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Sonora Rally Stage 5 - The Race for the Podium!

Posted by Matthew Glade on
Sonora Rally Stage 5 - The Race for the Podium!

Day 6, SS5 & Finale: The Desert Makes ‘Em Honest

Had you blinked, you would have missed the whole thing. The speeds in Special Stage 5 weren’t blazing, they were a mid-August forest fire in Arizona. Predicting a fast finish, the organization pushed back the start times an hour, hoping the first bikes would arrive later than the original 11:00am estimate. Ricky Brabec [#1, Monster Energy Honda], Skyler Howes [#2, Rockstar Energy Husqvarna], Jose Ignacio Cornejo [#4, Monster Energy Honda], Kendal Norman [#12, JCR Honda], Mason Klein [#6] and Justin Morgan [#10, SLR Honda] were all shaking hands and taking photos under the Yokohama arch by 10:30am. And it wasn’t long until the middle of the pack saw the proverbial checkered flag themselves. From minute one, the wide, flat, dusty grid system cut into the wastelands outside of San Luis Rio Colorado offered less vistas and pretty horizons than a runway to blast off from. It soon smoothed out into a small dry lakebed, multiplying the roost production ten-fold. But this wouldn’t be a true desert rally if the stage didn’t offer its climactic end in the dunes. Reminding us how diverse these sand oceans can be – and these were no exception – this section might not have been grueling like Specials Three and Four, but these camel-colored hills added their own flavor. Big but not massive. The mountains looked like they were sliced in half and divided into different parts of the valley forcing the vehicles to carve clever paths across the steep cliff faces to reach their next waypoints. Flowing, uncomplicated, the ride ended at the desert floor, guiding vessels to Rancho Tabachines through Northern Sonora’s badlands.    

The Sonora Rally was five days, five roadbooks. It was a long week. Definitely felt longer than five days. But we made it to the end, no injuries and we made it to the top of the box. Congratulations to Skyler, my teammate, Norman and the rest of the competitors who finish. We’re definitely looking forward to next year. Thanks to the organization for putting together a race close to home so we can come out here, practice reading roadbooks and training.” – Ricky Brabec #1, Monster Energy Honda

UTVs have waged their own mini war all week. Old colleagues turned on-course rivals. But most of the teams contended with themselves. Trying just to stay hydrated in the blistering sun when everything goes according to plan. However, in rally, a plan is hardly simple to execute. Bill Conger and Amy Feistel [#61] broke a CV Axle…Twice. Sara Price and Kellon Walch [#52, Polaris RZR] suffered a mysterious electrical issue on a daily basis – and still pumped out decent finishing times. By mid-week, only four of eight remained in contention, a lot which could be blamed in part by the weather. It wasn’t all bad. Underdog and former moto pro Max Eddy Jr. stunned everyone, even himself perhaps, when his single-seat RZR won a stage, with promise to continue the pattern. But after long, monumental battles with the Matlocks in the final special, plus an excruciatingly long deliberation, an inquiry from Wayne Matlock was accepted and Eddy Jr. hopped the border and lined up next to his buddy as a groomsman but unfortunately not the victor. However, his performance this year is sure to acquire the right attention, and there’s much faith he’ll achieve all of his goals quite soon. Kristen Matlock, accompanied by Terry Madden [#54, Polaris RZR] were pleased at claiming the third step on the podium although, ever the competitor, the fairer of the Matlocks has absorbed all that can learn from this experience so she can come back stronger, faster and cleverer than ever. Wayne Matlock and Sam Hayes, like Eddy Jr., have been volleying back and forth with the organization to challenge any possible errors with results, penalties and the like. This is common among factory teams but doesn’t make life easier on anyone else – at least anyone who’s on the edge of their seat waiting to celebrate their favorites. All in all, the cars gave one hell of a show. Ultimately, the victors are as deserving as the could-have-been’s, but fate chose who they chose. And the history has already been written.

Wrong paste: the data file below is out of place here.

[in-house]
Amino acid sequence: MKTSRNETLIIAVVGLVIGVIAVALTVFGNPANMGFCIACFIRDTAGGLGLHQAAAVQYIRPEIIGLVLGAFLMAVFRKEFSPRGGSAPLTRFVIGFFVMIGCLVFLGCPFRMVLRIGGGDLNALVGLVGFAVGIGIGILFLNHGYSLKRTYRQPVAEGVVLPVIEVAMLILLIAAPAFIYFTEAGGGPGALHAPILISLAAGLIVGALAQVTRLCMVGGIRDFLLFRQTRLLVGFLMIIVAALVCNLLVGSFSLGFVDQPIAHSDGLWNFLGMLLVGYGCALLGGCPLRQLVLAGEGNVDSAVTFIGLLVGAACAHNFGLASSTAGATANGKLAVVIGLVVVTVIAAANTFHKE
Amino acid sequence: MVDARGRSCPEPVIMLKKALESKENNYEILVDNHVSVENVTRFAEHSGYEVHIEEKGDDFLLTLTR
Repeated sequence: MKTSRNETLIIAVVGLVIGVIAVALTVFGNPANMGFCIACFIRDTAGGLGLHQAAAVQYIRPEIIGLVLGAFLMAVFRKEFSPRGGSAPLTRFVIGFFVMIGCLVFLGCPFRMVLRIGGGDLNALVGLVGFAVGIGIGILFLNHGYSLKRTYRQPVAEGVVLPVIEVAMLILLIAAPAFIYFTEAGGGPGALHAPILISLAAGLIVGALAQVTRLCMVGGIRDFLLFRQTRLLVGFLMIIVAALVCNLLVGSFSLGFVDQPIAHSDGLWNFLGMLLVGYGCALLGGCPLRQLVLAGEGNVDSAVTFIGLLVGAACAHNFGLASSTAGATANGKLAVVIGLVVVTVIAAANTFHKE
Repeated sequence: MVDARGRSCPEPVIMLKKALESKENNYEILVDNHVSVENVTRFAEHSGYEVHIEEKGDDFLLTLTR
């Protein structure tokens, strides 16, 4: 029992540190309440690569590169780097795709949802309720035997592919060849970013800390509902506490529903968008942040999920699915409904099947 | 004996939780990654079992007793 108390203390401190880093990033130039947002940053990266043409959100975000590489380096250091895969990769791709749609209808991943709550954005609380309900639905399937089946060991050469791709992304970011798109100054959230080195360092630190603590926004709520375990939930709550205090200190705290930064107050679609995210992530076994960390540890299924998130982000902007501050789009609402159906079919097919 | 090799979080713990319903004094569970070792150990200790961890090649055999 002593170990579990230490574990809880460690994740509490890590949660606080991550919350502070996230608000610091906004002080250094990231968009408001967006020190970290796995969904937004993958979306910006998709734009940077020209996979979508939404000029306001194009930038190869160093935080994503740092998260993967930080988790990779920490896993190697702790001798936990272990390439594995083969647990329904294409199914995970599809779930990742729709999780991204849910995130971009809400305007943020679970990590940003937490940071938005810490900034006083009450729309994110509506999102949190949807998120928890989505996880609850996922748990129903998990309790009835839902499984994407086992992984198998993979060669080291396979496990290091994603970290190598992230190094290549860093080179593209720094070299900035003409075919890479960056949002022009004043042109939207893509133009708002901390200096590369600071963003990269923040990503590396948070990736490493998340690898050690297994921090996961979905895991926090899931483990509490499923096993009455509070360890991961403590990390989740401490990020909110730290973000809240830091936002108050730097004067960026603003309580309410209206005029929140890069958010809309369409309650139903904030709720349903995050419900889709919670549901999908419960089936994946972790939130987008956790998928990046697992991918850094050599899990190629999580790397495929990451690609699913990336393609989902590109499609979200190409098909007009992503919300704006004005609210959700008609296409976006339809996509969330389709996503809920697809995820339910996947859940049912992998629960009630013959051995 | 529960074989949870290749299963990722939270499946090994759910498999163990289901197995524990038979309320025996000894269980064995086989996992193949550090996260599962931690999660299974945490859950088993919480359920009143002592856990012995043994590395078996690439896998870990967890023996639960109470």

Happy to finish the rally in one piece. I had a great time, so hopefully we come back here to Mexico next year. Everyone has treated us so well, and I had a lot of fun!” – Jose Ignacio “Nacho” Cornejo #4, Monster Energy Honda

With no contest, Brabec stole the show with 13 minutes to spare. His comrade and career (friendly) rival Skyler made a valiant effort, enduring a number of uncontrollable interruptions throughout the week, and still managing to make his new Rockstar Husky family proud. A 10-minute gap span between Howes and first-time Sonora Rally competitor “Nacho” Cornejo who, despite similarly unforeseeable hiccups, will travel home to Chile third in the standings. With much contest, Wayne Matlock and Sam Hayes [#55, Polaris RZR] took the trophy after a tremendous fight on the racecourse with Eddy Jr., Casey Currie and Sean Berriman [#51, Monster Polaris RZR] and wife Kristen. From every angle, there was action, heartbreak, triumph and unspeakable joy. 

There were many challenges, but altogether we’re very happy with how the event turned out. In true rally fashion, we pulled together all the resources and manpower we had available, and to be able to host this beloved competition, bringing a passionate community together again after very trying times. We couldn’t do it without the teams, the volunteers, the staff and all the sponsors that have and continue to take a chance on us. The goal is to offer rally raid lovers a high-quality race right here in North America that provides a taste of Dakar.” – Darren Skilton, Sonora Rally Race Director